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Jeff Jagodzinski, the coach of Boston College's football team, was fired for interviewing with the New York Jets. The Boston Herald reported that at a press conference on Wednesday, BC athletic director Gene DeFilippo announced the termination and stated it was based on a "difference of vision for the future."
Apparently, Jagodzinski had advance warning from De Filippo of the consequences of his interviewing for the NFL job after the AD got wind of the interview over the weekend. Undeterred, Jeff Jagodzinski interviewed with the Jets on Tuesday and BC kept its word.
An employee's interviewing with prospective employers before quitting their current job is nothing unusual. However, employees should be aware that, since they are likely in an "at will" state, they do risk being fired for interviewing should their employer find out about it. There are some exceptions to this general rule, however, which usually involve employment contracts. If an employee and their employer formed a contract upon employment, or thereafter, it may have provisions specifically outlining the permissible grounds for termination. If worst comes to worst, a fired employee can apply for unemployment benefits.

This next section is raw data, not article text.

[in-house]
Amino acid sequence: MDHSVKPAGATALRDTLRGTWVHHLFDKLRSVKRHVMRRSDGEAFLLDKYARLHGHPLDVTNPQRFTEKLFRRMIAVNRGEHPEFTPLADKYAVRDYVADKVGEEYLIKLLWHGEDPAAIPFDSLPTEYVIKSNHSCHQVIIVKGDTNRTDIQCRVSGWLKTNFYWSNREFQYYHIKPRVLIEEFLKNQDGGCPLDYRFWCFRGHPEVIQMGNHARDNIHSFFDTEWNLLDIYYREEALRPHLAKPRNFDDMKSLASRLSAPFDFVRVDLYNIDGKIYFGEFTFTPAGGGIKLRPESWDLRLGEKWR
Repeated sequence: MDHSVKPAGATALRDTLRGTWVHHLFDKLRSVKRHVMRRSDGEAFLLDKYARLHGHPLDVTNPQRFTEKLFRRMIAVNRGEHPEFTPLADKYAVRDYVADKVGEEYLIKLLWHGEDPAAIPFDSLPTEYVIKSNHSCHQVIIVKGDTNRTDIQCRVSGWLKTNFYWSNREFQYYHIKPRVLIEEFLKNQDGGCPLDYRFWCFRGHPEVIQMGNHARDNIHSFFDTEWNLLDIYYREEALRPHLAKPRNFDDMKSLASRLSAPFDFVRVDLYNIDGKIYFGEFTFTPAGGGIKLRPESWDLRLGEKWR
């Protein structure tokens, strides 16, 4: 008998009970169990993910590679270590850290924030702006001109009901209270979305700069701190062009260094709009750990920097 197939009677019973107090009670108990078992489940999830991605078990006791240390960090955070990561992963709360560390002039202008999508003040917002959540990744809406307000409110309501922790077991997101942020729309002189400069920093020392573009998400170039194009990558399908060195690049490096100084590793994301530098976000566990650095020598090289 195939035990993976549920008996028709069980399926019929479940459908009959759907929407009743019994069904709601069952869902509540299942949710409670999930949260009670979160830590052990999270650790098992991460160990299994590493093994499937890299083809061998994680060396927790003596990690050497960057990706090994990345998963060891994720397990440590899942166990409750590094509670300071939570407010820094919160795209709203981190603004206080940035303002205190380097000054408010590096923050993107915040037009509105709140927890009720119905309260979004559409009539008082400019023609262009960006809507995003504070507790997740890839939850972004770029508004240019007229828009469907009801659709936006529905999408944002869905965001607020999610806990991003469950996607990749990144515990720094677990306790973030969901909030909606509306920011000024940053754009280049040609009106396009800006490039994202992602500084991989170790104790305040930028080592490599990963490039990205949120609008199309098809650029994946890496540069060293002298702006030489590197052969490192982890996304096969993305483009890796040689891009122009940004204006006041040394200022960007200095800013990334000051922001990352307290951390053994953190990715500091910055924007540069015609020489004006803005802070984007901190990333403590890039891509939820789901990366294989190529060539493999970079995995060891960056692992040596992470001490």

Fortunately, the majority of people in the work force are not in the public eye nor in media-scrutinized positions, as are prospective NFL coaches. Someone who takes some time off for a surreptitious interview usually does not end up fired from their job.
As for Jeff Jagodzinski, the Herald story indicates that he'll probably be doing fine when all is said and done, as he "appears eager to get back into the NFL and might have some options with the Seattle Seahawks if he is passed over in New York."
Meeting with a lawyer can help you understand your options and how to best protect your rights. Visit our attorney directory to find a lawyer near you who can help.